volatile is a keyword known as a variable qualifier, it is usually used before the datatype of a variable, to modify the way in which the compiler and subsequent program treats the variable.

Declaring a variable volatile is a directive to the compiler. The compiler is software which translates your C/C++ code into the machine code, which are the real instructions for the CPU in the 86Duino.

Specifically, it directs the compiler to load the variable from RAM and not from a storage register, which is a temporary memory location where program variables are stored and manipulated. Under certain conditions, the value for a variable stored in registers can be inaccurate.

A variable should be declared volatile whenever its value can be changed by something beyond the control of the code section in which it appears, such as a concurrently executing thread. In the 86Duino, the only place that this is likely to occur is in sections of code associated with interrupts, called an interrupt service routine.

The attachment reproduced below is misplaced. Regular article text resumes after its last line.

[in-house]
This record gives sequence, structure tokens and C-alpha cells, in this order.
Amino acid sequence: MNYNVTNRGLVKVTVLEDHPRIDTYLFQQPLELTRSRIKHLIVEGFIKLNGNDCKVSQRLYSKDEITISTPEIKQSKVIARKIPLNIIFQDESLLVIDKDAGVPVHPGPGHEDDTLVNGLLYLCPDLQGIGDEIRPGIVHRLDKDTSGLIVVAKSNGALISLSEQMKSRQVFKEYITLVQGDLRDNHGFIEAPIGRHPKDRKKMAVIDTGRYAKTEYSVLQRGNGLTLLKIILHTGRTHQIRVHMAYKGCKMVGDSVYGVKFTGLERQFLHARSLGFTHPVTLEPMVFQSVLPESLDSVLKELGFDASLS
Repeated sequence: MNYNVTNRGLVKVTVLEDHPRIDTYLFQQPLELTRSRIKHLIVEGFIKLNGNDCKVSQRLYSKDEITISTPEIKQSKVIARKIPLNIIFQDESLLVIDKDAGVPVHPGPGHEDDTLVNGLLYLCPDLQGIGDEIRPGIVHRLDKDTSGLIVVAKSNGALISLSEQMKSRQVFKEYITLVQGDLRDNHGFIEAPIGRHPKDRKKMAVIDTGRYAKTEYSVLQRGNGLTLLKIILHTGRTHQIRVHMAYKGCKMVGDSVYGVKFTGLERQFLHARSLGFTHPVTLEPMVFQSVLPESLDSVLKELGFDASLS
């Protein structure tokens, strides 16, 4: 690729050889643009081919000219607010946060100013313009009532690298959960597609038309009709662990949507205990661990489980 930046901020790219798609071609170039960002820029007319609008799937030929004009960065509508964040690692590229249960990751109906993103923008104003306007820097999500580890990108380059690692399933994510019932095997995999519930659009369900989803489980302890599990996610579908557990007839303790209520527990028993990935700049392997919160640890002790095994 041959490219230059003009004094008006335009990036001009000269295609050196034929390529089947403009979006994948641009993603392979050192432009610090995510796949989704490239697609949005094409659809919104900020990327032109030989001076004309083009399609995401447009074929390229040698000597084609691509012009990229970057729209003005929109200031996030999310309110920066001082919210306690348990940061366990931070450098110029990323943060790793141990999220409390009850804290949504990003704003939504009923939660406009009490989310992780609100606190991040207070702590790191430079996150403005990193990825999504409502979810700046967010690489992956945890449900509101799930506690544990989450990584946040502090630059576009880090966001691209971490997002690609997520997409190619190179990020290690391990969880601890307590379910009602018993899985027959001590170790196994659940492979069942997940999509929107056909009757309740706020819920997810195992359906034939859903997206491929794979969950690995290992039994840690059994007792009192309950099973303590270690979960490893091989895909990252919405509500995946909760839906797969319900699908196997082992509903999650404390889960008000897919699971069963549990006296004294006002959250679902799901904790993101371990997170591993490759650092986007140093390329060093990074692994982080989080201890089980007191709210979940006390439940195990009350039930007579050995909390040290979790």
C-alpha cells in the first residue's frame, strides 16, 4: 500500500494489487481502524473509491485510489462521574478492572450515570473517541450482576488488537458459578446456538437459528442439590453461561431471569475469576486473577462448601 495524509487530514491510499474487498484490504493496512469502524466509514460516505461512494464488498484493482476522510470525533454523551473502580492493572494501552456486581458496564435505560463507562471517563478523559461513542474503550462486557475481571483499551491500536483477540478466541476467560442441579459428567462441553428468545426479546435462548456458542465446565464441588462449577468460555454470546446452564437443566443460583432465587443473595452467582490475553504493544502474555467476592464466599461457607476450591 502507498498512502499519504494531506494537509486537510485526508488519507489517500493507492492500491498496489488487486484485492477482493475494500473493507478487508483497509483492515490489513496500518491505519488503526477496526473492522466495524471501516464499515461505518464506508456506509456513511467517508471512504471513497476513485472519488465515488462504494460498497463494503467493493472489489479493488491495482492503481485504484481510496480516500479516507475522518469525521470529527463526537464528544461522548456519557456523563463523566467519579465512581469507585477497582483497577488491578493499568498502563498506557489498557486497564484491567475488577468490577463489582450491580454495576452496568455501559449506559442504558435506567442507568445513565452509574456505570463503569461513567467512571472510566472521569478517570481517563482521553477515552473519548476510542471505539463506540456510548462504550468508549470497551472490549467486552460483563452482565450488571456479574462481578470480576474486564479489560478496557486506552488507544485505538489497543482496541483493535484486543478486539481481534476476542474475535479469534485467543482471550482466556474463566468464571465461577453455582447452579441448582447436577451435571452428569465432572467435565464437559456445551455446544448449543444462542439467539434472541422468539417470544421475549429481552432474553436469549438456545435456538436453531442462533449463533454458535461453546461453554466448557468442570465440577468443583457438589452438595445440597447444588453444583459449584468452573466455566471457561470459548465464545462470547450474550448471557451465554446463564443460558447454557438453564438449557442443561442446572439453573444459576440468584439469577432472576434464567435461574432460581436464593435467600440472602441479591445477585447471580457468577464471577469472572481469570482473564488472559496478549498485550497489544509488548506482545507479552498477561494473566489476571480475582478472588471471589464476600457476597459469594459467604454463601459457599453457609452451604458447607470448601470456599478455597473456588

// toggles LED when interrupt pin changes state

int pin = 13;
volatile int state = LOW;

void setup()
  pinMode(pin, OUTPUT);
  attachInterrupt(0, blink, CHANGE);

void loop()
  digitalWrite(pin, state);

void blink()
  state = !state;

See also


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The text of the 86Duino reference is a modification of the Arduino reference, and is licensed under a Creative Commons Attribution-ShareAlike 3.0 License. Code samples in the reference are released into the public domain.